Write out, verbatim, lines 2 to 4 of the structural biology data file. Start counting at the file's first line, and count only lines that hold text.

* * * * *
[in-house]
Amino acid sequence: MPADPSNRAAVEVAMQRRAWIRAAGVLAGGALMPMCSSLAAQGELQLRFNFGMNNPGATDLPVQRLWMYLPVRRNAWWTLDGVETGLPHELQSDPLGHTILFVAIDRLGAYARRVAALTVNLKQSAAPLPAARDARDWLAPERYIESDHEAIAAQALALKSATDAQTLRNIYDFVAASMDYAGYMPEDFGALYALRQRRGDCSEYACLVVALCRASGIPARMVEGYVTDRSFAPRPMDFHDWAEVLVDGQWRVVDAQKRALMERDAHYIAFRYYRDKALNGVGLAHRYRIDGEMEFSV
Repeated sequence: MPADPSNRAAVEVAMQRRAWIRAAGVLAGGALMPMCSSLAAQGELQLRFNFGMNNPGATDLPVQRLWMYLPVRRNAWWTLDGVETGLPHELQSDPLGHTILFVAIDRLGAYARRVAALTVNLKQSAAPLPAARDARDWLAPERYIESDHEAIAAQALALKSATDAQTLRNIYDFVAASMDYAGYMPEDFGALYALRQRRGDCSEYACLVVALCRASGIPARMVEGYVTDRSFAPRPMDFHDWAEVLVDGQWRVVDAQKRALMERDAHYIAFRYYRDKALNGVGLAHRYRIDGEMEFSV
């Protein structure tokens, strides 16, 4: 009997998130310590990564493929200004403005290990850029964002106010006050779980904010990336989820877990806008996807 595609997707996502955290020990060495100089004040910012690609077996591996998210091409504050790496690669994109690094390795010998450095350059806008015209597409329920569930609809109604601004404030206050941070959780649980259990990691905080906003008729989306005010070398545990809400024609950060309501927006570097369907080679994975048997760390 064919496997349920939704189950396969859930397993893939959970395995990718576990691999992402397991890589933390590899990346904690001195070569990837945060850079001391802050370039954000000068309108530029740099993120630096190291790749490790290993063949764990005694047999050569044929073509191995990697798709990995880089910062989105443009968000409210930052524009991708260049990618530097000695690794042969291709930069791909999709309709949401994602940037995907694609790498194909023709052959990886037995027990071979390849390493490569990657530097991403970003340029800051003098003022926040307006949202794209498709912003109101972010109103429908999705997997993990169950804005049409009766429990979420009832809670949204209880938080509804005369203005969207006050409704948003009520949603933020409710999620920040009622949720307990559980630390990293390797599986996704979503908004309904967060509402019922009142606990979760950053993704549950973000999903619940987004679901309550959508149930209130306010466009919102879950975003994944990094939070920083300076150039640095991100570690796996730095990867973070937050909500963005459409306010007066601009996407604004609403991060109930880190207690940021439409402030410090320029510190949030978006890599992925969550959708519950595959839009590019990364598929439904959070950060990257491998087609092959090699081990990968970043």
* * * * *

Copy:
Amino acid sequence: MPADPSNRAAVEVAMQRRAWIRAAGVLAGGALMPMCSSLAAQGELQLRFNFGMNNPGATDLPVQRLWMYLPVRRNAWWTLDGVETGLPHELQSDPLGHTILFVAIDRLGAYARRVAALTVNLKQSAAPLPAARDARDWLAPERYIESDHEAIAAQALALKSATDAQTLRNIYDFVAASMDYAGYMPEDFGALYALRQRRGDCSEYACLVVALCRASGIPARMVEGYVTDRSFAPRPMDFHDWAEVLVDGQWRVVDAQKRALMERDAHYIAFRYYRDKALNGVGLAHRYRIDGEMEFSV
Repeated sequence: MPADPSNRAAVEVAMQRRAWIRAAGVLAGGALMPMCSSLAAQGELQLRFNFGMNNPGATDLPVQRLWMYLPVRRNAWWTLDGVETGLPHELQSDPLGHTILFVAIDRLGAYARRVAALTVNLKQSAAPLPAARDARDWLAPERYIESDHEAIAAQALALKSATDAQTLRNIYDFVAASMDYAGYMPEDFGALYALRQRRGDCSEYACLVVALCRASGIPARMVEGYVTDRSFAPRPMDFHDWAEVLVDGQWRVVDAQKRALMERDAHYIAFRYYRDKALNGVGLAHRYRIDGEMEFSV
């Protein structure tokens, strides 16, 4: 009997998130310590990564493929200004403005290990850029964002106010006050779980904010990336989820877990806008996807 595609997707996502955290020990060495100089004040910012690609077996591996998210091409504050790496690669994109690094390795010998450095350059806008015209597409329920569930609809109604601004404030206050941070959780649980259990990691905080906003008729989306005010070398545990809400024609950060309501927006570097369907080679994975048997760390 064919496997349920939704189950396969859930397993893939959970395995990718576990691999992402397991890589933390590899990346904690001195070569990837945060850079001391802050370039954000000068309108530029740099993120630096190291790749490790290993063949764990005694047999050569044929073509191995990697798709990995880089910062989105443009968000409210930052524009991708260049990618530097000695690794042969291709930069791909999709309709949401994602940037995907694609790498194909023709052959990886037995027990071979390849390493490569990657530097991403970003340029800051003098003022926040307006949202794209498709912003109101972010109103429908999705997997993990169950804005049409009766429990979420009832809670949204209880938080509804005369203005969207006050409704948003009520949603933020409710999620920040009622949720307990559980630390990293390797599986996704979503908004309904967060509402019922009142606990979760950053993704549950973000999903619940987004679901309550959508149930209130306010466009919102879950975003994944990094939070920083300076150039640095991100570690796996730095990867973070937050909500963005459409306010007066601009996407604004609403991060109930880190207690940021439409402030410090320029510190949030978006890599992925969550959708519950595959839009590019990364598929439904959070950060990257491998087609092959090699081990990968970043």